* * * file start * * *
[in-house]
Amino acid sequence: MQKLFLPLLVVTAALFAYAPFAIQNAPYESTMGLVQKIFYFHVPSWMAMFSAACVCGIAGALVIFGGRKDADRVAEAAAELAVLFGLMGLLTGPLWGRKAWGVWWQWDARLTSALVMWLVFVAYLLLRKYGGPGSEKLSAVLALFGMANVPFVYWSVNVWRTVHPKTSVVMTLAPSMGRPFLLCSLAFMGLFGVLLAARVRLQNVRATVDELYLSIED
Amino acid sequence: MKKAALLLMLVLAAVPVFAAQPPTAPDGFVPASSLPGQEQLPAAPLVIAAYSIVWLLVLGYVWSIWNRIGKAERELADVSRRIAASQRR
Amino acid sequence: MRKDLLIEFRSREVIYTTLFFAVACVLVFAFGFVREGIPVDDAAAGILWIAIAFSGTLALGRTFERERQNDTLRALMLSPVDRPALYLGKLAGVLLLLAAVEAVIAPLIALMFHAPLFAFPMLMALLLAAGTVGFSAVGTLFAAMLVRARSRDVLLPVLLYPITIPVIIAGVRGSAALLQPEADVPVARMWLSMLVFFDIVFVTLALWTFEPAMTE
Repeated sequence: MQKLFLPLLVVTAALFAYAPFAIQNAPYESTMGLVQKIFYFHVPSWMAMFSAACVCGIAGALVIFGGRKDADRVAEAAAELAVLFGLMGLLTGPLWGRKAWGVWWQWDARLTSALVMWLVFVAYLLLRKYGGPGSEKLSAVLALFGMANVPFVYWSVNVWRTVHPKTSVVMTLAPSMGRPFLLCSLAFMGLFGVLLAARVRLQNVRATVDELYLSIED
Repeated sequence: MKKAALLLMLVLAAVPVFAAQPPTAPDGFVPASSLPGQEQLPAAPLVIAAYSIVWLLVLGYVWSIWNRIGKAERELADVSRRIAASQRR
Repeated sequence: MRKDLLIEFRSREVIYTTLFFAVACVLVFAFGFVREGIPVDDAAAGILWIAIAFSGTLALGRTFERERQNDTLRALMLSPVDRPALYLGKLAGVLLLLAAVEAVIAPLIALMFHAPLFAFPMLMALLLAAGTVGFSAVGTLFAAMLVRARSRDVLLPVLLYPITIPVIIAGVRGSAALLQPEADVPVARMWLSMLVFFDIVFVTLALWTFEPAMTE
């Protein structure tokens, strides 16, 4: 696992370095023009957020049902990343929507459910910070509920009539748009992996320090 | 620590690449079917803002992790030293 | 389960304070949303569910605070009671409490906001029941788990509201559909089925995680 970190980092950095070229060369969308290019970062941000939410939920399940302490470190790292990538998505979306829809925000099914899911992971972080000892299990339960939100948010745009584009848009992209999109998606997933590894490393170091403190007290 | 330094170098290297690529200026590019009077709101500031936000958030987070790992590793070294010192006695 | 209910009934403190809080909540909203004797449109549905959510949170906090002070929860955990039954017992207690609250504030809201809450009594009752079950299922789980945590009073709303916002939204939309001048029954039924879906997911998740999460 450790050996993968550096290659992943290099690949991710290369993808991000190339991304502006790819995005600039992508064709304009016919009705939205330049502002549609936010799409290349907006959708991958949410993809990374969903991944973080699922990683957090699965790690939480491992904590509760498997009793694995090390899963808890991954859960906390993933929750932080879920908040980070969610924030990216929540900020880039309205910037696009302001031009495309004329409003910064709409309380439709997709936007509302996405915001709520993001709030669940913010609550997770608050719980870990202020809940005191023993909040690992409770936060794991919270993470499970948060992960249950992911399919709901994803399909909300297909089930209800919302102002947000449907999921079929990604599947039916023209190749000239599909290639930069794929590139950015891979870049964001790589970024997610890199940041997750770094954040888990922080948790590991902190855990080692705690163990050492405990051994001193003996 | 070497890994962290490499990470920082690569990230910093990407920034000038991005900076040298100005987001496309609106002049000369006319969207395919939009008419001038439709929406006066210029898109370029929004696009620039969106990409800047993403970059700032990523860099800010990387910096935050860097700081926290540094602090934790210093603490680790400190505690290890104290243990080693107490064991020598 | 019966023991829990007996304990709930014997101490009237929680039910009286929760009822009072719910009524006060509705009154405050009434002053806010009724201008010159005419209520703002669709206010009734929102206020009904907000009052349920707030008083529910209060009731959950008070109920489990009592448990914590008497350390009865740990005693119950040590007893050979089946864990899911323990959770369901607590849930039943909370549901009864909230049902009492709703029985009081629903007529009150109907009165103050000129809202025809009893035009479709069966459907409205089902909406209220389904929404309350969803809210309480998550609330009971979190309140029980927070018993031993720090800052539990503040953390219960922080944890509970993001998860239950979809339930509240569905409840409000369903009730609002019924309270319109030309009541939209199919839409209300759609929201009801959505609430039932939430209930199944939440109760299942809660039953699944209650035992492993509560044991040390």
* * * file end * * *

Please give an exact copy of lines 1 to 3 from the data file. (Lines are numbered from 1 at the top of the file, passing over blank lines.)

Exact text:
[in-house]
Amino acid sequence: MQKLFLPLLVVTAALFAYAPFAIQNAPYESTMGLVQKIFYFHVPSWMAMFSAACVCGIAGALVIFGGRKDADRVAEAAAELAVLFGLMGLLTGPLWGRKAWGVWWQWDARLTSALVMWLVFVAYLLLRKYGGPGSEKLSAVLALFGMANVPFVYWSVNVWRTVHPKTSVVMTLAPSMGRPFLLCSLAFMGLFGVLLAARVRLQNVRATVDELYLSIED
Amino acid sequence: MKKAALLLMLVLAAVPVFAAQPPTAPDGFVPASSLPGQEQLPAAPLVIAAYSIVWLLVLGYVWSIWNRIGKAERELADVSRRIAASQRR